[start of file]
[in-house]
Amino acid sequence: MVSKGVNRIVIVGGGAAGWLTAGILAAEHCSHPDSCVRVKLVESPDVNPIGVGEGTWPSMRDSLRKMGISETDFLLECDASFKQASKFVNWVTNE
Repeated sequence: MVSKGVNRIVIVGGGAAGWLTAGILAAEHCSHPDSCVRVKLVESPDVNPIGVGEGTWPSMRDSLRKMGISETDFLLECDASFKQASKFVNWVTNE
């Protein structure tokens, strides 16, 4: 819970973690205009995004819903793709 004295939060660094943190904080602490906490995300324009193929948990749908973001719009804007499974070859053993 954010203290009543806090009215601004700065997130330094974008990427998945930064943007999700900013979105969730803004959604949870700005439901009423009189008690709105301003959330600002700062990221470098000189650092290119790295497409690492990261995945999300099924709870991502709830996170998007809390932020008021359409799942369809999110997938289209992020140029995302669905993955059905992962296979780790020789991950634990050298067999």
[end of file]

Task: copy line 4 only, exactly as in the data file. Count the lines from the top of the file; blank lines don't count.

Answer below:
């Protein structure tokens, strides 16, 4: 819970973690205009995004819903793709 004295939060660094943190904080602490906490995300324009193929948990749908973001719009804007499974070859053993 954010203290009543806090009215601004700065997130330094974008990427998945930064943007999700900013979105969730803004959604949870700005439901009423009189008690709105301003959330600002700062990221470098000189650092290119790295497409690492990261995945999300099924709870991502709830996170998007809390932020008021359409799942369809999110997938289209992020140029995302669905993955059905992962296979780790020789991950634990050298067999």